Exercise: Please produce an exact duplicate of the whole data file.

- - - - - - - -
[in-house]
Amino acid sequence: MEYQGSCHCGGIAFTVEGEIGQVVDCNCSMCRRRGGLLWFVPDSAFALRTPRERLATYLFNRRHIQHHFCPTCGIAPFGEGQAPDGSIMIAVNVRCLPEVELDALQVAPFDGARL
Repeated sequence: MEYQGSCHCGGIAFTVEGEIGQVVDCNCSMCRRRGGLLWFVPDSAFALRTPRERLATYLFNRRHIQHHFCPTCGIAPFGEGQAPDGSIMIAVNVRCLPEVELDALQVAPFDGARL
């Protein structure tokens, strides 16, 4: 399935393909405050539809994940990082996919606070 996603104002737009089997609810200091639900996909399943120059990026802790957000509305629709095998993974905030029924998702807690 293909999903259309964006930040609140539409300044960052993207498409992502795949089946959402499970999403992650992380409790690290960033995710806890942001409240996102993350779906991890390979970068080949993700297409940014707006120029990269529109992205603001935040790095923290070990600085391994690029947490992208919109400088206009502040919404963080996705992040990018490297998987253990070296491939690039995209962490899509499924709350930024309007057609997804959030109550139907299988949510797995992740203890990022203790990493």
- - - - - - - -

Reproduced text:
[in-house]
Amino acid sequence: MEYQGSCHCGGIAFTVEGEIGQVVDCNCSMCRRRGGLLWFVPDSAFALRTPRERLATYLFNRRHIQHHFCPTCGIAPFGEGQAPDGSIMIAVNVRCLPEVELDALQVAPFDGARL
Repeated sequence: MEYQGSCHCGGIAFTVEGEIGQVVDCNCSMCRRRGGLLWFVPDSAFALRTPRERLATYLFNRRHIQHHFCPTCGIAPFGEGQAPDGSIMIAVNVRCLPEVELDALQVAPFDGARL
């Protein structure tokens, strides 16, 4: 399935393909405050539809994940990082996919606070 996603104002737009089997609810200091639900996909399943120059990026802790957000509305629709095998993974905030029924998702807690 293909999903259309964006930040609140539409300044960052993207498409992502795949089946959402499970999403992650992380409790690290960033995710806890942001409240996102993350779906991890390979970068080949993700297409940014707006120029990269529109992205603001935040790095923290070990600085391994690029947490992208919109400088206009502040919404963080996705992040990018490297998987253990070296491939690039995209962490899509499924709350930024309007057609997804959030109550139907299988949510797995992740203890990022203790990493």